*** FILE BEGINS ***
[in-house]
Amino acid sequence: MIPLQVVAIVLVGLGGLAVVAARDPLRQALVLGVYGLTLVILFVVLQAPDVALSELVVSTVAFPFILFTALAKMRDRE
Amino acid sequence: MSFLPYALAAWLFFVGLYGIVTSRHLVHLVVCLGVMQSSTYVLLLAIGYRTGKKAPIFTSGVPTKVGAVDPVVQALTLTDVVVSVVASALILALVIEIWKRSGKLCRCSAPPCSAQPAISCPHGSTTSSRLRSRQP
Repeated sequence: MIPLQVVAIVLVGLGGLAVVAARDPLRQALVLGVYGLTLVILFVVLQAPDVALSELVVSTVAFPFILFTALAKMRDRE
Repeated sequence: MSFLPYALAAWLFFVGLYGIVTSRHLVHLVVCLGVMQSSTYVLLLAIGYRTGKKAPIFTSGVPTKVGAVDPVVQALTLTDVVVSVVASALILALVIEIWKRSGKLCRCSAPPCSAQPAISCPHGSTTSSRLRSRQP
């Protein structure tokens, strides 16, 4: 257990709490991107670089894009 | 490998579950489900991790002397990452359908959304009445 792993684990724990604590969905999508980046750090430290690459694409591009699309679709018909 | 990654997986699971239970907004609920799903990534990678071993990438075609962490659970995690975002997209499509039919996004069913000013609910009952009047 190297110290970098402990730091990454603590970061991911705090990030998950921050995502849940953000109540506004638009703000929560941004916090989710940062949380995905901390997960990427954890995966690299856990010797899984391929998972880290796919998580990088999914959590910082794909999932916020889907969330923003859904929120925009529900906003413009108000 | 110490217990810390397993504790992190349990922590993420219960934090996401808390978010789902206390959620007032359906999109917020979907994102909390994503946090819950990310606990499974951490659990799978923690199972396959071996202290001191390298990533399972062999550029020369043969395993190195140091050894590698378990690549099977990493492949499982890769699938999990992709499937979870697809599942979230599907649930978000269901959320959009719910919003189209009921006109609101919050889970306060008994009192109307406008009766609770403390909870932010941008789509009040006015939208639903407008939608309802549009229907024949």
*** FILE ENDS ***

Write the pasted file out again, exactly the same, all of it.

[in-house]
Amino acid sequence: MIPLQVVAIVLVGLGGLAVVAARDPLRQALVLGVYGLTLVILFVVLQAPDVALSELVVSTVAFPFILFTALAKMRDRE
Amino acid sequence: MSFLPYALAAWLFFVGLYGIVTSRHLVHLVVCLGVMQSSTYVLLLAIGYRTGKKAPIFTSGVPTKVGAVDPVVQALTLTDVVVSVVASALILALVIEIWKRSGKLCRCSAPPCSAQPAISCPHGSTTSSRLRSRQP
Repeated sequence: MIPLQVVAIVLVGLGGLAVVAARDPLRQALVLGVYGLTLVILFVVLQAPDVALSELVVSTVAFPFILFTALAKMRDRE
Repeated sequence: MSFLPYALAAWLFFVGLYGIVTSRHLVHLVVCLGVMQSSTYVLLLAIGYRTGKKAPIFTSGVPTKVGAVDPVVQALTLTDVVVSVVASALILALVIEIWKRSGKLCRCSAPPCSAQPAISCPHGSTTSSRLRSRQP
């Protein structure tokens, strides 16, 4: 257990709490991107670089894009 | 490998579950489900991790002397990452359908959304009445 792993684990724990604590969905999508980046750090430290690459694409591009699309679709018909 | 990654997986699971239970907004609920799903990534990678071993990438075609962490659970995690975002997209499509039919996004069913000013609910009952009047 190297110290970098402990730091990454603590970061991911705090990030998950921050995502849940953000109540506004638009703000929560941004916090989710940062949380995905901390997960990427954890995966690299856990010797899984391929998972880290796919998580990088999914959590910082794909999932916020889907969330923003859904929120925009529900906003413009108000 | 110490217990810390397993504790992190349990922590993420219960934090996401808390978010789902206390959620007032359906999109917020979907994102909390994503946090819950990310606990499974951490659990799978923690199972396959071996202290001191390298990533399972062999550029020369043969395993190195140091050894590698378990690549099977990493492949499982890769699938999990992709499937979870697809599942979230599907649930978000269901959320959009719910919003189209009921006109609101919050889970306060008994009192109307406008009766609770403390909870932010941008789509009040006015939208639903407008939608309802549009229907024949």